A year after Trump's election, plenty of uncertainty remains

The Professional Services Council's annual Vision forecast shows that the market is still adjusting to the Trump administration and the uncertainty that has come with it.

President Donald Trump’s election to the White House last year was widely anticipated as a disruptive force to both the economic and political environments, certainly here in the U.S. and eventually overseas also.

And yet many factors under those umbrellas still have somewhat stayed the same almost 10 months into his current term. Uncertainty over various pieces of the global economic picture remain and the government continues to make its way through continuing resolutions save for this year’s May-September period under full appropriations.

U.S. economic growth remains stuck in the 2-3 percent range, according to the Professional Services Council’s latest macro-economic forecast unveiled Wednesday at PSC’s annual Vision conference. There are the North Korea and global terrorism situations, plus the fact that debt held by the public is almost three-fourths of the U.S.’ gross domestic product.

Promised massive defense spending increases touted by Trump during his 2016 campaign also have not borne out that way. Some of that comes from the Budget Control Act spending caps that limit defense and non-defense funding but there are also the numerous continuing resolutions over the past decade.

But the forecast does show there is modest growth to be seen in the Defense Department’s topline budget -- both base and overseas contingency operations. The presentation given by Vision volunteer Lou Crenshaw shows total DoD funding is projected to show a 2.3 percent compound annual growth rate from fiscal 2017 to fiscal 2027.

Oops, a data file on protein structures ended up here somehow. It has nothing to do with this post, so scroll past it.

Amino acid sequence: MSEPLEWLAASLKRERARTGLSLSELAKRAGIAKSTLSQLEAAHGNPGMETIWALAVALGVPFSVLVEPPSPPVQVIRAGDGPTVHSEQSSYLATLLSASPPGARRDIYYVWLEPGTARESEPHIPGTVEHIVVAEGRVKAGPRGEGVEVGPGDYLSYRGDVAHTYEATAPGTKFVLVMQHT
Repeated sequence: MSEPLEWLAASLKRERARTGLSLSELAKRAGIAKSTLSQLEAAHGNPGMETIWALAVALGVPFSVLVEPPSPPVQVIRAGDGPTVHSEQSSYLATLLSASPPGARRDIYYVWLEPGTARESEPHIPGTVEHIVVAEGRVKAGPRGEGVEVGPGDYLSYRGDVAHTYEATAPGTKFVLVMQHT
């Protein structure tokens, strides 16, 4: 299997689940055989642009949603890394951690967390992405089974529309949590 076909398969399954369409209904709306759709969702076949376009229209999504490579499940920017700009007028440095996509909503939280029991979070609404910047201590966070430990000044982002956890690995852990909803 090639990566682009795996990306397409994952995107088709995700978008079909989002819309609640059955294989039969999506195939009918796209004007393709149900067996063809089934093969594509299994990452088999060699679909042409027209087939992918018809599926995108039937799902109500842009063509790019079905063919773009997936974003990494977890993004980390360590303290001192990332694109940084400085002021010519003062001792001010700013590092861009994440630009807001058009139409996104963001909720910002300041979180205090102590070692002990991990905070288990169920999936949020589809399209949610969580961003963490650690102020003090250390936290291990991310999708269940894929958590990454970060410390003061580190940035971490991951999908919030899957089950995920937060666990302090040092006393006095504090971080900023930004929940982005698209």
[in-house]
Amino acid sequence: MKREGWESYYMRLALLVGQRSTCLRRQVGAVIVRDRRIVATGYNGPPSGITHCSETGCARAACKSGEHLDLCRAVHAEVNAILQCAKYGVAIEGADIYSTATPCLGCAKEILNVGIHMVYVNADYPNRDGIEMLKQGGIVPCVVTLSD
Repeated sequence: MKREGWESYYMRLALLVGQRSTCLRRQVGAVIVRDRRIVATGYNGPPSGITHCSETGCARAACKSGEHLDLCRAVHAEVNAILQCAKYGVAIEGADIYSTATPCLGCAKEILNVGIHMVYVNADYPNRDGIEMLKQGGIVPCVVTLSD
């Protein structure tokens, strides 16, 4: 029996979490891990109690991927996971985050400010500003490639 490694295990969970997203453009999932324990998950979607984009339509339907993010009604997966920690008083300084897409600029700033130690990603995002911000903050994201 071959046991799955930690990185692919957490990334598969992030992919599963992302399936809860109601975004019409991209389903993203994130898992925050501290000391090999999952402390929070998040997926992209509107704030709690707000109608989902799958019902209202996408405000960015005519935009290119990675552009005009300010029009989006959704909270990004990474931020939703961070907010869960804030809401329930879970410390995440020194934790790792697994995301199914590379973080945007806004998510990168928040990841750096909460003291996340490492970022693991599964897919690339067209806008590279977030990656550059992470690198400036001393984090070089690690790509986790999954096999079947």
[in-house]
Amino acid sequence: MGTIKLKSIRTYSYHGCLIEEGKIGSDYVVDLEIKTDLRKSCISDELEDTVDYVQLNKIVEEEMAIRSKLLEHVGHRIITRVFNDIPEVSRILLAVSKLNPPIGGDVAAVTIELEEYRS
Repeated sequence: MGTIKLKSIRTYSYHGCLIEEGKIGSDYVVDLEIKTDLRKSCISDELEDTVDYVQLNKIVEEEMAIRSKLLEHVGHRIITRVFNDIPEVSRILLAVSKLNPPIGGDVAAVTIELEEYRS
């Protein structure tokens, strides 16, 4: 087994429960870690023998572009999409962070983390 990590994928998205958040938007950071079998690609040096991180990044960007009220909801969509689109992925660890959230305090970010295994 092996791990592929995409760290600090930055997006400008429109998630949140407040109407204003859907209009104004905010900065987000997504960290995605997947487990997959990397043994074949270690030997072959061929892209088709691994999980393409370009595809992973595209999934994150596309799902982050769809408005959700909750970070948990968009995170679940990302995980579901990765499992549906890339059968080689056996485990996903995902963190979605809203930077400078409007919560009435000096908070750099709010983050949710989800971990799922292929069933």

The Pentagon received $606 billion in total appropriations for fiscal 2017. According to the presentation, that will then climb at a 2.3-percent CAGR to $675 billion for fiscal 2021. All amounts in that time period are above the BCA limits, which have notoriously proven difficult to adjust in Congress.

Defense industry giants like Lockheed Martin and Raytheon for instance are responding to the overall modest growth outlook in defense with largely the same framework. For the most part, revenue will climb but that outlook is murky given the budget drama.

Lockheed expects its revenue to rise 2 percent next year but with some caution if the current continuing resolution gets extended past its current Dec. 8 expiration date and holds all federal spending at current levels. Raytheon sees 3-5 percent growth over the midpoint of its expected sales this year.

Then there is the outlook on federal IT budgets, which also has a big caveat coming from the macro-economic environment.

The PSC Vision forecast for the total federal IT market through fiscal 2023 estimates a 2 percent CAGR to $95.4 billion. That is roughly equal to the rate of inflation, according to the presentation. Blame that oo the BCA budget caps also, as well as the recurring debt ceiling debate.

Civilian IT will likewise grow 2 percent on a compound annual basis to $58.1 billion through fiscal 2023, according to the forecast presented by Vision volunteer Robert Haas. That is roughly half the 5.5-percent CAGR shown over the last five years.

Unclassified Defense Department IT shows a similar story although the growth prospects here look slightly more promising. The new Vision forecast projects a 3 percent CAGR to $38.7 billion through to fiscal 2023.

That rate would reverse a trend over the last five years that showed civilian IT’s 5.3-percent CAGR outpace defense IT’s CAGR of 0.9 percent.

Of course, that does not count spending in the classified arena. In various earnings calls with investors this year, executives with public government contracting companies have pointed to restricted programs as a growing area for them.

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